Looking ahead

Foundation2There is another excellent thing about the month of January. December is filled with “year in review” thoughts as we all reflect a little on what went well, and not so well, in the past year. January, on the other hand, is all about moving forward. Better habits, new loves and new likes. If we’re lucky, this moving on includes forgiving everyone, including ourselves, for transgressions real and imagined.

My husband, an Irish American, is engrossed in reading a comprehensive history of Ireland. This is kind of my fault, because Ireland will be a prominent part of my novel d4, due to be published in the fall of 2014. I am about a quarter of the way into writing it, and I was hoping to use a few tidbits from his research in my story. What the research has accomplished instead is to reignite his fury at the mistreatment that the Irish endured at the hands of the British.

hippiepeace1“An awful lot of people have been horribly mistreated in this world,” I say. “Not like this. Not for this long.” he corrects me. I disagree, but say no more. I have ancestors on both sides of this equation. I feel for the abused. I do not condone the abuse. I too hurt for horrible wrongs inflicted in Cambodia, Rwanda, Ireland, Kiribati and Belize. Tales of suffering needlessly at the hands of others fill our collective history, and that is a very sad thing.

Light Within 3But I also firmly believe that individuals, societies and countries need to forgive, let go, and move on. Perpetuating a legacy of revenge and hatred, particularly against the descendant of those who wronged our ancestors, only adds to the sum total of hate and misery in the world. It accomplishes nothing more. This  is partly why I wrote z2, and why d4 will pick up this theme again.

January is all about moving forward. It’s an important concept, even when we don’t know exactly where it is we are going.

(Please like the Facebook pages of Foundation for a Better Life,  Hippie Peace Freaks and The Light Within and thanks to them for sharing the witty and wise displays shown here.)

For some fun with New Year’s resolutions please visit my x0 blog here. For my genuine new year’s wish for you, please visit my y1 blog here.

Check your pulse

pulseI was putting on a piece of jewelry yesterday when it reminded me of something my husband did nine years ago that angered me. Almost nine years to the day, in fact, and I know this because the events are tied into my birthday so the timing is unfortunately easy to remember.

Click here to like the Dalai Lama

Click here to like the Dalai Lama

Nine years, I think. That’s too long a time to stay mad. Certainly about one of those bits of behavior that any girlfriend would shake her head at and agree I can’t believe he did that, but which, in the grand scheme of truly awful things that humans do to each other, was pretty insignificant. I remember reading somewhere that human cells replace themselves at a rate such that every seven years we are made up of completely new material. What a wonderful concept. I realize that my husband is not the same man he was nine years ago, literally, and therefore it’s about time that he should be forgiven for inconsiderate behavior.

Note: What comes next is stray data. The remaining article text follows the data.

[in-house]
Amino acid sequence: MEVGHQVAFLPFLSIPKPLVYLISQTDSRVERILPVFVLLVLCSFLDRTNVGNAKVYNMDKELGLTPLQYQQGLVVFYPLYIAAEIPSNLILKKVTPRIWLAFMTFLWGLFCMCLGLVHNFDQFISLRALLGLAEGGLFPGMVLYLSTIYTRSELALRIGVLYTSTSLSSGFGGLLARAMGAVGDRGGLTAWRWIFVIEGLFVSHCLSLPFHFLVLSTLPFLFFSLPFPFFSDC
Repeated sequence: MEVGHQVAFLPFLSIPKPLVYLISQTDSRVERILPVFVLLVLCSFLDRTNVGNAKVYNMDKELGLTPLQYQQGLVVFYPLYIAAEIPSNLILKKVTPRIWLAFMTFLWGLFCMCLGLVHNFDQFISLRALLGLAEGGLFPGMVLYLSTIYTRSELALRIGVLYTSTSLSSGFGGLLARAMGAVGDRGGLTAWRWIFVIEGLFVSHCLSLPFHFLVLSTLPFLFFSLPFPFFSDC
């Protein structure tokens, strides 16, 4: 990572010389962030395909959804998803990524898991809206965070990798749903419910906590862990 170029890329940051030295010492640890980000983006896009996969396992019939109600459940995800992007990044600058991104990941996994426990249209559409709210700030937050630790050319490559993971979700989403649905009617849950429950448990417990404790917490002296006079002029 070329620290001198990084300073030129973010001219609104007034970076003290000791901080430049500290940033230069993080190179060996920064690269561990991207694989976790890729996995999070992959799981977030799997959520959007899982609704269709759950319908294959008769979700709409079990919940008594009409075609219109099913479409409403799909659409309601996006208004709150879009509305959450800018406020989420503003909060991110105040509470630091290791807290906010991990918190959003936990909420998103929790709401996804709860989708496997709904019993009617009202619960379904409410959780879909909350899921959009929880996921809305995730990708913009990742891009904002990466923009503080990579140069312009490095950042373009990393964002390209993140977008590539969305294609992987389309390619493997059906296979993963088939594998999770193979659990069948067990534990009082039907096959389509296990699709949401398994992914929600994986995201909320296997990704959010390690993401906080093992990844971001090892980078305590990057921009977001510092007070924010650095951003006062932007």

As I apply a little make-up to a face that is not the face it was nine years ago, I take this a little further. We do all change, albeit slowly. What if you could only be held liable for wrongdoing committed over the last eight years? I mean, what if society really accepted that as truth? How much personal guilt would be washed away? How much would forgiveness change families and friendships? Hell, how different would our world be if our penal system was designed around this belief?

Click to like Hippie Peace Freaks

Click to like Hippie Peace Freaks

Everyone would be totally liable for their recent behavior, no excuses. But eight year old behavior? No, that was another person, long ago and far away. You can’t even remember what they were thinking. As I start the daily fight between my hair and the hair straightener, I am warming to this new approach to life, to this idea of a total reboot after eight years.

Then I make the mistake of getting on the internet, to verify my new found insights. Damn. Guess what? The seven year cell replacement story isn’t true at all, as this online naturalist and several of his friends are all happy to explain. Some parts of your body grow new cells at an amazing rate, and some don’t. Your colon, for example, is all shiny and new. Your brain? Not so much so. The neurons in your cerebral cortex are yours for life.

Seriously. The Dalai Lama deserves a like.

Seriously. The Dalai Lama deserves a like.

Maybe this physical fact doesn’t negate the wisdom of the original insight, I think. Those neurons may be there from birth, but the heart, mind and soul that they feed with information is a work in progress. That is one of the beautiful things about life. We change, we grow, we hopefully improve. Forgiving ourselves and others lets us move on, lets us move forward in time. We we can chose to embrace this progress without regard to how fast our body replaces our cells.

I had the good fortune to be born around the U.S. holiday of Thanksgiving. It’s a wonderful confluence, because each time I face another year on this earth, I am reminded to be grateful for all that the past years have brought me. This year, I’ve decided that I’m not going to be grateful for the past. This year, I’m concentrating on gratitude for the future, and for all the hope that the very concept of change brings.